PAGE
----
What would it be like to stop mourning for nature? To live in the natural world, to savor it and cherish it, even to use it, as all living beings must, without feeling that everything was terribly wrong?
This question is the opening sentence of Paradise Wild: Reimagining American Nature by David Oates, an environmental writer and poet. Our reading for next week will be drawn from this book and include the introduction, a chapter called “Paradise Lost,” and some excerpts, 22 pages in all. His writing is direct and accessible, but you’ll want to budget some time to consider the ideas he puts forth.
I read this book several years ago and it significantly changed the approach I was taking in my research. I had been thinking and writing about how deeply Land Art had changed since its inception in the 1960s to the present day and I was referring to this process as the “end of Land Art.” In this respect I was referring to Arthur Danto’s concept of the “end of art.” Danto had written a series of essays in which he talked about the change from modern to postmodern art as a type of end — he didn’t mean the term to be understood as the termination of art and artistic practice, but as a way of describing fundamental change. I had adopted this way of thinking and was working with it when I read Oates’ book. At the heart of this book (as you’ll see in the reading) is the idea that we need to stop thinking in binary terms (nature as good/human interference as bad, etc.) and that we need to figure out how to live in nature, not separate from it. In this regard, he wants us to stop relying on the “Eden Myth” or the “Paradise Lost” myth as the story that we use to model our relationship to the natural world. Its a powerful, but challenging idea.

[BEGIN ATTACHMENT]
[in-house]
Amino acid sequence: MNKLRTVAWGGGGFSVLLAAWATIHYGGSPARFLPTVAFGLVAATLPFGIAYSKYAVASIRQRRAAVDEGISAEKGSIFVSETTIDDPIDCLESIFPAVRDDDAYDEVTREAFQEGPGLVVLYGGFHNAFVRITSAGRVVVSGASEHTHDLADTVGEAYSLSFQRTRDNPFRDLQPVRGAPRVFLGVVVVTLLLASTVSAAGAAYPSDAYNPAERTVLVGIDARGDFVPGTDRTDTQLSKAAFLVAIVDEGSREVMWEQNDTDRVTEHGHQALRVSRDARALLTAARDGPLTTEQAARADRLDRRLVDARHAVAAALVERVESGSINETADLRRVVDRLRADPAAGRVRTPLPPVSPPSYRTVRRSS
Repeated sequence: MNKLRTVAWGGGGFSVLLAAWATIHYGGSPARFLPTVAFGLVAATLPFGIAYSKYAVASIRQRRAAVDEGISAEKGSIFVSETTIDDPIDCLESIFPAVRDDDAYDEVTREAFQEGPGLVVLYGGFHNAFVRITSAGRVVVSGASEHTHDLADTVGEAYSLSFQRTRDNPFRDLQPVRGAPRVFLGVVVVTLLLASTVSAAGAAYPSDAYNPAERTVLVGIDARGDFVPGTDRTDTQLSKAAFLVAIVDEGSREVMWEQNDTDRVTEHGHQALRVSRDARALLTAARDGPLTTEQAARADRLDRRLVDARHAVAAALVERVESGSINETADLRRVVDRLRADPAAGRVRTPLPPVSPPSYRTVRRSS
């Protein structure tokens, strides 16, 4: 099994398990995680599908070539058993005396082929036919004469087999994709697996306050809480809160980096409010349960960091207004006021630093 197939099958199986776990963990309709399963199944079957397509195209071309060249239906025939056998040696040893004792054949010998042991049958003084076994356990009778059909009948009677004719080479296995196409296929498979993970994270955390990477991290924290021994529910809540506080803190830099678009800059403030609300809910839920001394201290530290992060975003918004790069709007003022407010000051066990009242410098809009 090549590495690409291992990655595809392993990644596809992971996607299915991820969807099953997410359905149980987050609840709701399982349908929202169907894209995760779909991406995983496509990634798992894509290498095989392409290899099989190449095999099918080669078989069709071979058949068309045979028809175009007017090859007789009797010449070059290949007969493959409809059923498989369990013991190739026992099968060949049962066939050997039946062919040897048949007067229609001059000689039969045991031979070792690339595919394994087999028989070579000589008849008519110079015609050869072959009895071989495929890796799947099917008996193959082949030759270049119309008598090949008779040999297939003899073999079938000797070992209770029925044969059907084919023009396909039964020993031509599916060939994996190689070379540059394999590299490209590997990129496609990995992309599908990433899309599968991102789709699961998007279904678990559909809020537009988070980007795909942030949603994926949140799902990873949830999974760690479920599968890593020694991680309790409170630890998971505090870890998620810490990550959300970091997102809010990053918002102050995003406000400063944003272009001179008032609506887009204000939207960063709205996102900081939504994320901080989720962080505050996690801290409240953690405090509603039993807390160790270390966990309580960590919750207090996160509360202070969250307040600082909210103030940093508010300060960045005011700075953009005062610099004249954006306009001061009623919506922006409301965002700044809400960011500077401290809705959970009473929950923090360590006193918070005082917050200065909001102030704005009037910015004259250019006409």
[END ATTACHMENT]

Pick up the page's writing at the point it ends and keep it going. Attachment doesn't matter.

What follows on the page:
Given that Americans historically have had a predilection for referring to the North American continent as the “New Eden” and that national parks are places set aside to be preserved as remnants of untouched edenic wilderness (though we know that idea is faulty), I thought that you might find these ideas interesting. What if we were to “Protect nothing, venerate everything,” as William Ashworth has suggested? Oates’, who used to be a preservationist, tries to embrace this concept as a new paradigm. He is critical of the edenic myth of loss and separation that focuses on an underlying belief that humankind is inherently bad and destroys all that it touches. He seeks to construct a new model that allows us to live in garden (in nature) and does not require that we get get kicked out of it.
Click Here for the reading.
Please note the reading is one pdf document. There are comment boxes that will help direct you in the reading. Let me know if you have any questions.
11/5/2012 Update (I sent you this in an email.)
I hope you’ve started reading David Oates for Monday night’s discussion and that you haven’t been confused by how I organized the reading — the introduction, a complete chapter and part of the concluding chapter. I hope it doesn’t seem too disjointed.
Here are some questions that I’d like you to consider:
- Specifically, how does Oates make his points?
- He combines a mixture of personal reflections, discussion of literature and references to what other environmental writers have written. You may not have read anything quite like this (or, perhaps you have). How do your respond to this style? Is it effective? Problematic?
- He talks about the Eden Myth/Paradis Lost myth? What is that
- Do you think that these myths do affect us (individually or as a society)?
- Do you agree with Oates that it would be better to give us these myths and try to think about things differently?
- Regardless as to whether you said “yes” or “no” to the above question, how would this affect our relationship with nature, in general, and the whole concept of national parks, specifically?
- Do you have any questions? Is there anything that was unclear or didn’t make sense to you?